We are in the middle of Holy Week, the last week of our Lenten journey. Tomorrow many of us will be commemorating the Holy Meal that has transformed the world. It was and is truly a meal like no other.
None of the Gospels share whether this was the first or third Passover Jesus and the disciples had together. This might’ve been the first time they gathered in the Holy City to remember God’s salvific acts for the descendants of Abraham. Jesus did make some arrangements for what was to be His last meal with the disciples.
I have been able to participate in several Seder dinners. Each begins with the Four Questions that invite the host(s) to tell the Exodus story. I wonder, on that night, who asked the questions. Was it the youngest disciple or the one whom Jesus loved or even Peter or Judas Iscariot?
Was Jesus the Seder leader that night, or did each disciple participate in recounting the Exodus story? Did Jesus break each loaf of unleavened bread and lift up the cups to be blessed or did He only break the final loaf and lift up the Cup of Blessing? On that particular night, the Exodus story of salvation took on new meaning for those gathered in the upper room and for us who celebrate this Holy meal each time we take Communion.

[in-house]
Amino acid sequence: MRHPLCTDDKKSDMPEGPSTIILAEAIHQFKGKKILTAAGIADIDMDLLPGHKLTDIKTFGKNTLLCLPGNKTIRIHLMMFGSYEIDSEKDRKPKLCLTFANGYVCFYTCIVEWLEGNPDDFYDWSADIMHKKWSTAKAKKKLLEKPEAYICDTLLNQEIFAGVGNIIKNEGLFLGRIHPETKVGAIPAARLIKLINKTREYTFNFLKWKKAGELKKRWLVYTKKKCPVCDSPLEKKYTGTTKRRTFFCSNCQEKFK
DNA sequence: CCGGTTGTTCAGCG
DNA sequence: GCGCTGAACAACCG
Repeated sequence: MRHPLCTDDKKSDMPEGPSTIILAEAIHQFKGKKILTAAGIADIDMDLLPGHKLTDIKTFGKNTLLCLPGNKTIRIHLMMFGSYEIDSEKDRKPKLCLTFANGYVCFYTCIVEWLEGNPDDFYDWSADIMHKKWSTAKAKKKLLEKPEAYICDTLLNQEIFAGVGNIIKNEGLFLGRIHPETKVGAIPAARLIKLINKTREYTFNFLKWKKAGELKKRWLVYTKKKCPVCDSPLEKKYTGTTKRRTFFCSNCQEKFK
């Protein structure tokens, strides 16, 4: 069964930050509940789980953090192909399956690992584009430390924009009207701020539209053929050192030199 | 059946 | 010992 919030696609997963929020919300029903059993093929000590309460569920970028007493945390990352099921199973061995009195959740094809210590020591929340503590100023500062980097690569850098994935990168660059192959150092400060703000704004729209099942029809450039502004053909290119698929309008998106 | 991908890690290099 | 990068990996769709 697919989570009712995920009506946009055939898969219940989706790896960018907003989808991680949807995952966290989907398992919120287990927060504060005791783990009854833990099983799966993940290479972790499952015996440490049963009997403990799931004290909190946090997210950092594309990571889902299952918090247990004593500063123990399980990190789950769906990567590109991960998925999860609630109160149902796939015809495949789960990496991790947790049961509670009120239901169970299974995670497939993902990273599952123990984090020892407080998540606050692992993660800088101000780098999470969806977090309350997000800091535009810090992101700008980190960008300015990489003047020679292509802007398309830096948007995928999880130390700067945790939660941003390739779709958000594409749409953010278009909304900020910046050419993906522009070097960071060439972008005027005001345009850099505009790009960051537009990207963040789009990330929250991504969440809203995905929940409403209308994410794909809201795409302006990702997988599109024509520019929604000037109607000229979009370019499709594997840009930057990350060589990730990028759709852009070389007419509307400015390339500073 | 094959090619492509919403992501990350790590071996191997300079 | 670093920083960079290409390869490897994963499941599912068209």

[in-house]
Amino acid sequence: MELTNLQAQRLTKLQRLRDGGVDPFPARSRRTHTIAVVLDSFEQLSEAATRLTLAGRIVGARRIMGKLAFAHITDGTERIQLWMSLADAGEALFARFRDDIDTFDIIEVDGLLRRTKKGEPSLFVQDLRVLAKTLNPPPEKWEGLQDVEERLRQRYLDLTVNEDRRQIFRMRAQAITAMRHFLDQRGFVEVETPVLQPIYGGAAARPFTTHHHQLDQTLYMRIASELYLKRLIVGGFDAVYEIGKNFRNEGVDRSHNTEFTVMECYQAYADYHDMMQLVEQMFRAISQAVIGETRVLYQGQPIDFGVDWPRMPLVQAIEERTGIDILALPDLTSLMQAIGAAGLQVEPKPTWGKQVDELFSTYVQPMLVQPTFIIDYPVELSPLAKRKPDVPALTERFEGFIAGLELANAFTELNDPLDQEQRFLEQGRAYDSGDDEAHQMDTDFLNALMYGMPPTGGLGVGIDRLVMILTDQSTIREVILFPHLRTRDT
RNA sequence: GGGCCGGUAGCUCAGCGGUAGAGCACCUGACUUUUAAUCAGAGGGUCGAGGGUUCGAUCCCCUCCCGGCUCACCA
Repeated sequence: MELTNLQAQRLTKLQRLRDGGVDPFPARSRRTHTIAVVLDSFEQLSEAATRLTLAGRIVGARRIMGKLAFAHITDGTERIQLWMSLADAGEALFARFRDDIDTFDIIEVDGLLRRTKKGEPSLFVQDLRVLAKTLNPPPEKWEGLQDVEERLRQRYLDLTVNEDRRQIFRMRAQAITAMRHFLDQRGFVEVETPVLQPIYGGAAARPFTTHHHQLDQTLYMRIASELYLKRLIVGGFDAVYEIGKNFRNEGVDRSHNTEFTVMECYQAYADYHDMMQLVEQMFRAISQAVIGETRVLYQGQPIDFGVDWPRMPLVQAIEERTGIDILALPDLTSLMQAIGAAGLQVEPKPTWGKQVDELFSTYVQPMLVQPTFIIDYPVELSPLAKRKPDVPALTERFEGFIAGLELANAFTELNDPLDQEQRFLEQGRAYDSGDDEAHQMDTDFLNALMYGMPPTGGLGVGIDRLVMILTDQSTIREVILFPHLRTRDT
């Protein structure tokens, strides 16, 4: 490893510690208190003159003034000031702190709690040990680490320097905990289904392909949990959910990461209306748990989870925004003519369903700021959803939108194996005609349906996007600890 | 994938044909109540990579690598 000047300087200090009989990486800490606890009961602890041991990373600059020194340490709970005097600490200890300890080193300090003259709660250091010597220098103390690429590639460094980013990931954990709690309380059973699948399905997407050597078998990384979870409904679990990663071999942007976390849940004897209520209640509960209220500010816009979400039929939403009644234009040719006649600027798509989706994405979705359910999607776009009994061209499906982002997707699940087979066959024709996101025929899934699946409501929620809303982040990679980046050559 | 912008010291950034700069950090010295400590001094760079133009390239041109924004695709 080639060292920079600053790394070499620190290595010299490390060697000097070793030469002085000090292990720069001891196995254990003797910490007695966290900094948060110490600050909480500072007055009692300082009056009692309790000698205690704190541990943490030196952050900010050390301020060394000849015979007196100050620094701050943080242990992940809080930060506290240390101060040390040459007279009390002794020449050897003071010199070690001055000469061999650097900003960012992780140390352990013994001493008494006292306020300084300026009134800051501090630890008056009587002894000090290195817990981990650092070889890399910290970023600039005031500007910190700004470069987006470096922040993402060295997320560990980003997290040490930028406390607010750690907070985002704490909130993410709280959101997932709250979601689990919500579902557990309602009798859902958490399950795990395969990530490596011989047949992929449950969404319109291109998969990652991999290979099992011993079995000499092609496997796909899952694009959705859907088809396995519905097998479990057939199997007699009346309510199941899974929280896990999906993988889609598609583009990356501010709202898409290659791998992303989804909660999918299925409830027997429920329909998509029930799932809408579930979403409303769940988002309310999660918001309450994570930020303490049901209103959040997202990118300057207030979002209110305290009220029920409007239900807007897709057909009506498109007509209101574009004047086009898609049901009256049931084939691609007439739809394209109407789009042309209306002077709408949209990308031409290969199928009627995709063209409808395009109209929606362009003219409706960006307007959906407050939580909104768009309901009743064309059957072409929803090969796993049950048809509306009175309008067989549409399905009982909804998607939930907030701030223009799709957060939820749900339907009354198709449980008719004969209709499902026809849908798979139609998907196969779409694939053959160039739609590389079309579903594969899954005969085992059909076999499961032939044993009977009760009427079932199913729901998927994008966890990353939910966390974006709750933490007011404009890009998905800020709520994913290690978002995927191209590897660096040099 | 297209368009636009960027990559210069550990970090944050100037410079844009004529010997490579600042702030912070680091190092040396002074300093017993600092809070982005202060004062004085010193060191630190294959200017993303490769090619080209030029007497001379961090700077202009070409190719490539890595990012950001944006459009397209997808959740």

The narrative in each of the Gospels shares some of the momentous events of that night. Jesus washing the disciples’ feet, telling them that this was the only way they would have a place with Him. He spoke of one who would betray Him, but did not name which disciple it was. He tried to prepare all of them for what was to occur, but during the meal, His words did not sink in. All too soon, the dinner ended.
The rest of that night was the most difficult for our Savior. He knew that he would be betrayed. He knew which cup would be offered to Him. He told Peter that he would deny ever knowing Him. One by one, they fell away. Jesus had to walk a lonesome valley that night, a valley that led Him to the cross.
We all know that Easter Sunday is coming. We will gather to celebrate the miracle of the empty tomb. But first, we must walk the path that Jesus did. Moses delivered a people enslaved in a foreign land. Jesus came to deliver us from slavery to sin, offering us God’s grace, love and forgiveness each time we share the bread and the cup. As we look towards Easter morning, may we continue to be blessed as the children of the living God. And Amen.